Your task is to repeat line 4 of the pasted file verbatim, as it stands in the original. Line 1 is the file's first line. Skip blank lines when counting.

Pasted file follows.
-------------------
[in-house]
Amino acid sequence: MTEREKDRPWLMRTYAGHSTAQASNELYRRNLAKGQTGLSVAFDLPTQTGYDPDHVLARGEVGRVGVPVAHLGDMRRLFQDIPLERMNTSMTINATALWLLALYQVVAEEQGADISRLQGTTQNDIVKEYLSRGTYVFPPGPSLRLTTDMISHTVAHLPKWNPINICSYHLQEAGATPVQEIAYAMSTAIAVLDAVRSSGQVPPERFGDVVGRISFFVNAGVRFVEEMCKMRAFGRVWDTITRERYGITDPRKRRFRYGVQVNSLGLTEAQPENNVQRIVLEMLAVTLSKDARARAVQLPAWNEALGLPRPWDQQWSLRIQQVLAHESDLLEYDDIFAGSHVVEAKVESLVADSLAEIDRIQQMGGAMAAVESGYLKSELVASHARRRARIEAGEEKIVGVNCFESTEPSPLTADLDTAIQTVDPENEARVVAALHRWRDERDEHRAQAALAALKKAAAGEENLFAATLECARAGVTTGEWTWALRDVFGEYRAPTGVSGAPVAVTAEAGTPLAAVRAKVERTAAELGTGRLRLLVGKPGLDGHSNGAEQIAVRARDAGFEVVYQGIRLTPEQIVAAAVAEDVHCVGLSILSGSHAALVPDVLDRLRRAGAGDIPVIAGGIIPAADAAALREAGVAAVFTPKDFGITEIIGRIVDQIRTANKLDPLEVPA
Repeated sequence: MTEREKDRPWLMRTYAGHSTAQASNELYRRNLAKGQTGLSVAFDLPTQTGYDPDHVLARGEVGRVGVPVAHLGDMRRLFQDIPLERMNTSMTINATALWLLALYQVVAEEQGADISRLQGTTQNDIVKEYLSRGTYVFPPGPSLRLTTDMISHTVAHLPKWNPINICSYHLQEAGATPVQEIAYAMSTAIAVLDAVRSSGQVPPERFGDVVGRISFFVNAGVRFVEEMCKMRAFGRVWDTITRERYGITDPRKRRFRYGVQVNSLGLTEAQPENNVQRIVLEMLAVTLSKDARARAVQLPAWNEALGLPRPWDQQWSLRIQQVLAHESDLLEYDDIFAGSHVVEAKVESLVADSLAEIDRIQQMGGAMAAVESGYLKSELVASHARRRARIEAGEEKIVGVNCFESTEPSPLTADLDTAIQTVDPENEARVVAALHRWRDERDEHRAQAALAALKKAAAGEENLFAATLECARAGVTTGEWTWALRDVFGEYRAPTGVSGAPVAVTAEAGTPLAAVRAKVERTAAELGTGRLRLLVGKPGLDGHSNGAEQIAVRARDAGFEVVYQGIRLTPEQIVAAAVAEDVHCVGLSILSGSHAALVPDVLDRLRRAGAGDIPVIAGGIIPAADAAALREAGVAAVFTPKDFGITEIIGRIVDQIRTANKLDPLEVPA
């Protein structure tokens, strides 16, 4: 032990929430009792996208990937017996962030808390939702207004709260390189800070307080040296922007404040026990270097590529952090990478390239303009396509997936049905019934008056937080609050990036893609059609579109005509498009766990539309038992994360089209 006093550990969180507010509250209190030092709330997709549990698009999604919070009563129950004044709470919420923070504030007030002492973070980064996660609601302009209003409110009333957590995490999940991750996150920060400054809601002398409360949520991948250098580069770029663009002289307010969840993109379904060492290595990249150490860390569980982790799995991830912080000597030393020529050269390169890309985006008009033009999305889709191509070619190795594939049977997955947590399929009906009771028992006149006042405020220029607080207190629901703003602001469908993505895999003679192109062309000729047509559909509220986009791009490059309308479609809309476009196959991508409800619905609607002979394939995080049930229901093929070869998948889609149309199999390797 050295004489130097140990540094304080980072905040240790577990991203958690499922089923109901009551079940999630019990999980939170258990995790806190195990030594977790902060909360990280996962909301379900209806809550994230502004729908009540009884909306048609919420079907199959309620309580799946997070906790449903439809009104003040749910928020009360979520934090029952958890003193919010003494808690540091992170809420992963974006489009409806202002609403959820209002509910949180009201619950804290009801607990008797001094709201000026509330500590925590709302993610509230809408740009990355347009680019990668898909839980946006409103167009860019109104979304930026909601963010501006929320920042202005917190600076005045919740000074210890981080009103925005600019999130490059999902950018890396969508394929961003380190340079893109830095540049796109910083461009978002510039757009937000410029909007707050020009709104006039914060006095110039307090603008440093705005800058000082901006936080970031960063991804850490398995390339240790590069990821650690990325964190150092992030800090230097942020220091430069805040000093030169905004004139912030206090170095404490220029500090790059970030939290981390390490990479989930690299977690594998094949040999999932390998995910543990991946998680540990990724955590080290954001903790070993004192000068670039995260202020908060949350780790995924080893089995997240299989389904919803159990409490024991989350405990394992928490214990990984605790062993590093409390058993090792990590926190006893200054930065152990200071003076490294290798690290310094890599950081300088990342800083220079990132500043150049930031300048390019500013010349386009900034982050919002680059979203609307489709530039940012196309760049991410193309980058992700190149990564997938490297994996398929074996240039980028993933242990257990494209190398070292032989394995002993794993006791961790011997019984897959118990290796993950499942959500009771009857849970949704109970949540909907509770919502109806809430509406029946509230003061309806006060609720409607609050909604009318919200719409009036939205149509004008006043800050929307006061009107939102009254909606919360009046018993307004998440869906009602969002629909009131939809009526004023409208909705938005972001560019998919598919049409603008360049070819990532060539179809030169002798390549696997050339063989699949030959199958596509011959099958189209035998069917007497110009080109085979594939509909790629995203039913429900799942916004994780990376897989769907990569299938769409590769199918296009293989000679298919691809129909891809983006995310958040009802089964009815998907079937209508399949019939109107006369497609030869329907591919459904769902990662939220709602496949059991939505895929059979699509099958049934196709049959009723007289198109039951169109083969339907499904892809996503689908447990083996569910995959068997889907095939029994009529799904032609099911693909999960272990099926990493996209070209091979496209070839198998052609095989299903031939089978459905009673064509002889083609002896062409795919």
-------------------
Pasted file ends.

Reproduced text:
């Protein structure tokens, strides 16, 4: 032990929430009792996208990937017996962030808390939702207004709260390189800070307080040296922007404040026990270097590529952090990478390239303009396509997936049905019934008056937080609050990036893609059609579109005509498009766990539309038992994360089209 006093550990969180507010509250209190030092709330997709549990698009999604919070009563129950004044709470919420923070504030007030002492973070980064996660609601302009209003409110009333957590995490999940991750996150920060400054809601002398409360949520991948250098580069770029663009002289307010969840993109379904060492290595990249150490860390569980982790799995991830912080000597030393020529050269390169890309985006008009033009999305889709191509070619190795594939049977997955947590399929009906009771028992006149006042405020220029607080207190629901703003602001469908993505895999003679192109062309000729047509559909509220986009791009490059309308479609809309476009196959991508409800619905609607002979394939995080049930229901093929070869998948889609149309199999390797 050295004489130097140990540094304080980072905040240790577990991203958690499922089923109901009551079940999630019990999980939170258990995790806190195990030594977790902060909360990280996962909301379900209806809550994230502004729908009540009884909306048609919420079907199959309620309580799946997070906790449903439809009104003040749910928020009360979520934090029952958890003193919010003494808690540091992170809420992963974006489009409806202002609403959820209002509910949180009201619950804290009801607990008797001094709201000026509330500590925590709302993610509230809408740009990355347009680019990668898909839980946006409103167009860019109104979304930026909601963010501006929320920042202005917190600076005045919740000074210890981080009103925005600019999130490059999902950018890396969508394929961003380190340079893109830095540049796109910083461009978002510039757009937000410029909007707050020009709104006039914060006095110039307090603008440093705005800058000082901006936080970031960063991804850490398995390339240790590069990821650690990325964190150092992030800090230097942020220091430069805040000093030169905004004139912030206090170095404490220029500090790059970030939290981390390490990479989930690299977690594998094949040999999932390998995910543990991946998680540990990724955590080290954001903790070993004192000068670039995260202020908060949350780790995924080893089995997240299989389904919803159990409490024991989350405990394992928490214990990984605790062993590093409390058993090792990590926190006893200054930065152990200071003076490294290798690290310094890599950081300088990342800083220079990132500043150049930031300048390019500013010349386009900034982050919002680059979203609307489709530039940012196309760049991410193309980058992700190149990564997938490297994996398929074996240039980028993933242990257990494209190398070292032989394995002993794993006791961790011997019984897959118990290796993950499942959500009771009857849970949704109970949540909907509770919502109806809430509406029946509230003061309806006060609720409607609050909604009318919200719409009036939205149509004008006043800050929307006061009107939102009254909606919360009046018993307004998440869906009602969002629909009131939809009526004023409208909705938005972001560019998919598919049409603008360049070819990532060539179809030169002798390549696997050339063989699949030959199958596509011959099958189209035998069917007497110009080109085979594939509909790629995203039913429900799942916004994780990376897989769907990569299938769409590769199918296009293989000679298919691809129909891809983006995310958040009802089964009815998907079937209508399949019939109107006369497609030869329907591919459904769902990662939220709602496949059991939505895929059979699509099958049934196709049959009723007289198109039951169109083969339907499904892809996503689908447990083996569910995959068997889907095939029994009529799904032609099911693909999960272990099926990493996209070209091979496209070839198998052609095989299903031939089978459905009673064509002889083609002896062409795919």